Addressing Functional Neurotoxicity Using the Microelectrode Array (MEA)

Part of the Methods in Pharmacology and Toxicology book series (MIPT)


Early drug development requires tests for compound-induced neurotoxic effects, i.e., to investigate possible alterations of neuronal activity as a result of the test compound. In vivo and in vitro animal models transpire not to be overly predictive of neurotoxic effects in humans and furthermore are in contradiction to the efforts of the European Community to reduce the number of animal experiments. Consequently, alternatives to these animal model-based assays are currently being investigated. Human induced pluripotent stem cell (hiPSC)-derived neurons offer several advantages, including being of human origin and offering the possibility of developing disease models from patient-derived cells. The development of electrophysiological assays based on microelectrode array systems (MEA) allows one to study alterations of neuronal activity in samples of varying complexity ranging from single cells to neuronal networks. As a non-invasive method it supports not only acute but also long-term experiments for extended time periods. Here we describe how to record neuronal activity from neurons and provide exemplarily insights into a validation study for a commercially available hiPSC-derived neuronal cell type.

Key words

Microelectrode array MEA Multi-well Assay development Spike analysis Neuronal activity Threshold detection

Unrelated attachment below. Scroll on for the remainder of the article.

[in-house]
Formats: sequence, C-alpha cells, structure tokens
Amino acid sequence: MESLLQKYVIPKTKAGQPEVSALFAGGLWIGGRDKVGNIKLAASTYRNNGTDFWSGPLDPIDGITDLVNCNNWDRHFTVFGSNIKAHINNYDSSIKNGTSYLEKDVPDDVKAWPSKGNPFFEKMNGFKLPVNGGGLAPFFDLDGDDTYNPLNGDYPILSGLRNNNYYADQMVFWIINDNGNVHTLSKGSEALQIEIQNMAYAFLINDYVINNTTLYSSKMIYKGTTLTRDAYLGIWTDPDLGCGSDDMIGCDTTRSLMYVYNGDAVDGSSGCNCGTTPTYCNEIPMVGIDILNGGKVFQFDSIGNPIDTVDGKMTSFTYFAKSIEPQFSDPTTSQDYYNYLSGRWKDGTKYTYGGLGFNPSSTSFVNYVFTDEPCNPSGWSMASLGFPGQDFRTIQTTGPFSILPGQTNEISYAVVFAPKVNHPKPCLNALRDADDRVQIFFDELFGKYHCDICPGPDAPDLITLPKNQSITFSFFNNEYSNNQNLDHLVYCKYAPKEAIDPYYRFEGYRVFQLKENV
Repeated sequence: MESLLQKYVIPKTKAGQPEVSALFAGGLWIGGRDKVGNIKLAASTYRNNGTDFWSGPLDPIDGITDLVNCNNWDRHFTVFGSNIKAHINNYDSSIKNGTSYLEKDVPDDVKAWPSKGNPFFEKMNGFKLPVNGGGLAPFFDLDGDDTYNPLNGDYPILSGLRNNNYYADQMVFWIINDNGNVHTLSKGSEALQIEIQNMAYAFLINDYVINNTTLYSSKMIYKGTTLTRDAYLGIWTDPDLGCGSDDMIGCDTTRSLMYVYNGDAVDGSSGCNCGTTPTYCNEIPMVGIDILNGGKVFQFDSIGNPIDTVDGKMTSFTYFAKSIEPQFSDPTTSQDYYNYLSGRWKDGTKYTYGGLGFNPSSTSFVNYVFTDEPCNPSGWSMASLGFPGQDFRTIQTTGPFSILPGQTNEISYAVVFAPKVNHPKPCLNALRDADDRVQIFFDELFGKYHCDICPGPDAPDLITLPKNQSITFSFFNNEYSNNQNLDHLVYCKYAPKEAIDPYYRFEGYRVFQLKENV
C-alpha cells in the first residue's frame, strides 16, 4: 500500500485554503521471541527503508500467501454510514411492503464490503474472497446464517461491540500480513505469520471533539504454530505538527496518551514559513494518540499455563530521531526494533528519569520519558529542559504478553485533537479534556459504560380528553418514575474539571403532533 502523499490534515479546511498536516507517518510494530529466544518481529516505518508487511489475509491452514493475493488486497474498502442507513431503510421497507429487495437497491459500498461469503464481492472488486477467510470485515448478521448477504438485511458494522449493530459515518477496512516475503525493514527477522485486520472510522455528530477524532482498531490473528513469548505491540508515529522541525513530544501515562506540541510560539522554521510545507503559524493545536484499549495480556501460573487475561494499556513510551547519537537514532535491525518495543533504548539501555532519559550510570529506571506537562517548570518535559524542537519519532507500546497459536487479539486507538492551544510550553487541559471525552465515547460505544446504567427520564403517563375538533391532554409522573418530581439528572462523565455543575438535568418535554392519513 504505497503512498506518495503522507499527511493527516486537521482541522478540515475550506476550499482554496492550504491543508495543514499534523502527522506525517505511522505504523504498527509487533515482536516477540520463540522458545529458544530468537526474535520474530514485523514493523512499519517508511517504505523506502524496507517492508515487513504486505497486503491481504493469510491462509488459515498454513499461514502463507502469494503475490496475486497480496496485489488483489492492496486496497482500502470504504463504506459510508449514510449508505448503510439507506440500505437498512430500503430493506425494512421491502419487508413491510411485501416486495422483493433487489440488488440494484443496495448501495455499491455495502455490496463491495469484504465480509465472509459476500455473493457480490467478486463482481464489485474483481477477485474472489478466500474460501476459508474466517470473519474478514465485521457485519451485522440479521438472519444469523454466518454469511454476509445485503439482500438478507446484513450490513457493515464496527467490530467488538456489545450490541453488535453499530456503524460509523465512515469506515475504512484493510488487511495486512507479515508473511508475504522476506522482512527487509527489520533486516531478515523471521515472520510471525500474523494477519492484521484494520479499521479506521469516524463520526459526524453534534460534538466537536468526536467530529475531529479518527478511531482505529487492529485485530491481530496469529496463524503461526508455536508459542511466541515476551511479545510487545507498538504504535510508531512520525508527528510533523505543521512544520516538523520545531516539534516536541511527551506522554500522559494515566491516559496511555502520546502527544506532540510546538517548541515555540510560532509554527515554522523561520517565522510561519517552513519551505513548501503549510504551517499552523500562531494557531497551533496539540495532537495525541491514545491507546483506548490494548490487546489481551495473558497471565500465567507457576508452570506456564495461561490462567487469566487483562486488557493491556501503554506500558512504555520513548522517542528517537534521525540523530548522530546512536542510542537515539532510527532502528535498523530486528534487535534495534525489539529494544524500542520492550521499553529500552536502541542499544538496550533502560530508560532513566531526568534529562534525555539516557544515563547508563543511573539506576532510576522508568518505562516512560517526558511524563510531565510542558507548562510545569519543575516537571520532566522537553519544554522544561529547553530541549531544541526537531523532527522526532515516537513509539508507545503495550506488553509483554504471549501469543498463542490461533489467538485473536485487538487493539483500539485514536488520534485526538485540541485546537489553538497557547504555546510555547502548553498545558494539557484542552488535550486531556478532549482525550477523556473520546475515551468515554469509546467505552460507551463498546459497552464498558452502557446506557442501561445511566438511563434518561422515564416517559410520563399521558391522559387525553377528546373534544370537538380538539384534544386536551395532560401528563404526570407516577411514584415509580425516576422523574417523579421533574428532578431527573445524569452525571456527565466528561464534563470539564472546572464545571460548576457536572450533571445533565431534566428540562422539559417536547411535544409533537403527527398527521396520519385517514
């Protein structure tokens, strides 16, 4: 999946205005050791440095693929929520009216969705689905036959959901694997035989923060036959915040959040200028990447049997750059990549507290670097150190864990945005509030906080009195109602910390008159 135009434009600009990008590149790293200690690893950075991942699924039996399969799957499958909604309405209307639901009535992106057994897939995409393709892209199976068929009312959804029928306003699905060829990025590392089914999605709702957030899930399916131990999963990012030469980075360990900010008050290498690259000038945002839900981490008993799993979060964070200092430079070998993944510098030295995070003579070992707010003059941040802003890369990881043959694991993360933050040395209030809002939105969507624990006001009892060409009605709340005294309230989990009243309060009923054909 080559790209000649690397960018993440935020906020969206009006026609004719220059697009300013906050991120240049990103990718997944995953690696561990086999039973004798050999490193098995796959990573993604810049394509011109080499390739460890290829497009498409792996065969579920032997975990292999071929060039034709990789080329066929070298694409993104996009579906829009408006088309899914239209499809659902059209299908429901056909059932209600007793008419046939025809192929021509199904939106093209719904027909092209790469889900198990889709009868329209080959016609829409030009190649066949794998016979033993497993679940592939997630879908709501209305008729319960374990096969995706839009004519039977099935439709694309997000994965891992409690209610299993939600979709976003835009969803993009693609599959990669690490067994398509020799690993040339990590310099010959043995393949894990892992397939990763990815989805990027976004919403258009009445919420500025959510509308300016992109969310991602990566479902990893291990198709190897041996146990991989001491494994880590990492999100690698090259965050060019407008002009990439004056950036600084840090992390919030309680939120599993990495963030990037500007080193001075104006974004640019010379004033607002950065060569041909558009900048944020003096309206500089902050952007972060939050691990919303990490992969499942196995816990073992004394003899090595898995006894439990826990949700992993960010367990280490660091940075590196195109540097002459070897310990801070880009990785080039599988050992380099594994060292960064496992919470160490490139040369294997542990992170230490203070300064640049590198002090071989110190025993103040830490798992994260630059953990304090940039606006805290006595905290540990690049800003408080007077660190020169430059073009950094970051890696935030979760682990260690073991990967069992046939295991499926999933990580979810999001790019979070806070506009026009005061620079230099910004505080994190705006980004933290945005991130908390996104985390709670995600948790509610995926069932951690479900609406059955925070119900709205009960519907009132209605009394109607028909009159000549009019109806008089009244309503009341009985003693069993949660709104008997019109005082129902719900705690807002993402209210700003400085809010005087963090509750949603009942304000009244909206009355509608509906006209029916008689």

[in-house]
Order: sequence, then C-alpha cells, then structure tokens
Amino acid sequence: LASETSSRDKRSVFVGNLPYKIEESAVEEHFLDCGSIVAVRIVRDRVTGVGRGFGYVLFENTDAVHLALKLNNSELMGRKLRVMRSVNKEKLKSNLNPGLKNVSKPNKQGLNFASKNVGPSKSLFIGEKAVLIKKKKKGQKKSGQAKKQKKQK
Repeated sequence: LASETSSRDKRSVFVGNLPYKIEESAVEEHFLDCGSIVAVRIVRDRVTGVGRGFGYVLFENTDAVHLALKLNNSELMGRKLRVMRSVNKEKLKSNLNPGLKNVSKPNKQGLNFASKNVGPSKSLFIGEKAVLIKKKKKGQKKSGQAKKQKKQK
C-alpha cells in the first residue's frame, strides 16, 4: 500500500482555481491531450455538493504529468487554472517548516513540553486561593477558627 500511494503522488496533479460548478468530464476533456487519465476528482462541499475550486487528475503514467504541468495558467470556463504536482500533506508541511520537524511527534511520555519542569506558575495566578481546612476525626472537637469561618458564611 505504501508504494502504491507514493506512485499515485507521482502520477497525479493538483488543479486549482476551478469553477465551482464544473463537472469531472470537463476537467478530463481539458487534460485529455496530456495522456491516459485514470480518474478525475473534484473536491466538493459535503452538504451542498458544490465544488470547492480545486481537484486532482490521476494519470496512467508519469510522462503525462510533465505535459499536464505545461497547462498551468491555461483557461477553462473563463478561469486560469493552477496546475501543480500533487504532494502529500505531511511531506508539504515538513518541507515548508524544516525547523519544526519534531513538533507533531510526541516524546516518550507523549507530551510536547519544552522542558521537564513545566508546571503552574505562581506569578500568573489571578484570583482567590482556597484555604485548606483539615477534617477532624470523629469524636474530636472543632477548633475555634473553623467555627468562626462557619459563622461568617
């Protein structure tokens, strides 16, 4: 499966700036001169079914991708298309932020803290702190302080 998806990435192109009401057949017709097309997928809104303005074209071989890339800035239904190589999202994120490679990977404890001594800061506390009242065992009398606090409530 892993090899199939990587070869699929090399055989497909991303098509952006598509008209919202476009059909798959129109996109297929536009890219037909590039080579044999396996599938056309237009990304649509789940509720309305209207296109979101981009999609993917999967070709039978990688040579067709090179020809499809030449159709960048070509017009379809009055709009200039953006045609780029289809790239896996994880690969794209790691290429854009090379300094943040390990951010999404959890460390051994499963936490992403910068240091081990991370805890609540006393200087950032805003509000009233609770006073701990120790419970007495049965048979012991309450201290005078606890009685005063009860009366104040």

Parts of the research leading to these results has received support from the Innovative Medicines Initiative Joint Undertaking under grant agreement n° 115439, resources of which are composed of financial contribution from the European Union’s Seventh Framework Programme (FP7/2007-2013) and EFPIA companies’ in kind contribution. This publication reflects only the author’s views and neither the IMI JU nor EFPIA nor the European Commission are liable for any use that may be made of the information contained therein.


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Copyright information

© Springer Science+Business Media New York 2017

Authors and Affiliations

  1. 1.Department of ElectrophysiologyNMI Natural and Medical Sciences Institute at the University of TuebingenReutlingenGermany
  2. 2.Axiogenesis AGCologneGermany

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